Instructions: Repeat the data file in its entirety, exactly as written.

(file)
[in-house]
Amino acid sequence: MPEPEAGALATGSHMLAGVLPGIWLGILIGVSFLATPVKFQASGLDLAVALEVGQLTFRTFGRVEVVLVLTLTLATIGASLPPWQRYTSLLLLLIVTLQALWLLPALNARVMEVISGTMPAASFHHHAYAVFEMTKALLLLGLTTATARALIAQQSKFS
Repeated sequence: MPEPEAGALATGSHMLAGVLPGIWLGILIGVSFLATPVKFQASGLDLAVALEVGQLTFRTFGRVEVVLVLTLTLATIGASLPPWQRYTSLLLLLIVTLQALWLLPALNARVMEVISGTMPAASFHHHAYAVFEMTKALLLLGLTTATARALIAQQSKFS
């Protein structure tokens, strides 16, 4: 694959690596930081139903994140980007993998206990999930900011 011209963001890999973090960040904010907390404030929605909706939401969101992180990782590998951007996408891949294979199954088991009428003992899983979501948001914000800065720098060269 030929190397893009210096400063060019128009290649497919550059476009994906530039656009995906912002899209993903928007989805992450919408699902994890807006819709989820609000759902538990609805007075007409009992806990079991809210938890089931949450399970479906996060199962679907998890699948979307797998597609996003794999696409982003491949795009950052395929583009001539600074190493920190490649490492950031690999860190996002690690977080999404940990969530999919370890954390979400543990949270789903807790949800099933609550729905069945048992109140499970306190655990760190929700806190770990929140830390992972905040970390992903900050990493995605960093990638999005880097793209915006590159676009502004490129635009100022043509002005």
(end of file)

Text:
[in-house]
Amino acid sequence: MPEPEAGALATGSHMLAGVLPGIWLGILIGVSFLATPVKFQASGLDLAVALEVGQLTFRTFGRVEVVLVLTLTLATIGASLPPWQRYTSLLLLLIVTLQALWLLPALNARVMEVISGTMPAASFHHHAYAVFEMTKALLLLGLTTATARALIAQQSKFS
Repeated sequence: MPEPEAGALATGSHMLAGVLPGIWLGILIGVSFLATPVKFQASGLDLAVALEVGQLTFRTFGRVEVVLVLTLTLATIGASLPPWQRYTSLLLLLIVTLQALWLLPALNARVMEVISGTMPAASFHHHAYAVFEMTKALLLLGLTTATARALIAQQSKFS
């Protein structure tokens, strides 16, 4: 694959690596930081139903994140980007993998206990999930900011 011209963001890999973090960040904010907390404030929605909706939401969101992180990782590998951007996408891949294979199954088991009428003992899983979501948001914000800065720098060269 030929190397893009210096400063060019128009290649497919550059476009994906530039656009995906912002899209993903928007989805992450919408699902994890807006819709989820609000759902538990609805007075007409009992806990079991809210938890089931949450399970479906996060199962679907998890699948979307797998597609996003794999696409982003491949795009950052395929583009001539600074190493920190490649490492950031690999860190996002690690977080999404940990969530999919370890954390979400543990949270789903807790949800099933609550729905069945048992109140499970306190655990760190929700806190770990929140830390992972905040970390992903900050990493995605960093990638999005880097793209915006590159676009502004490129635009100022043509002005």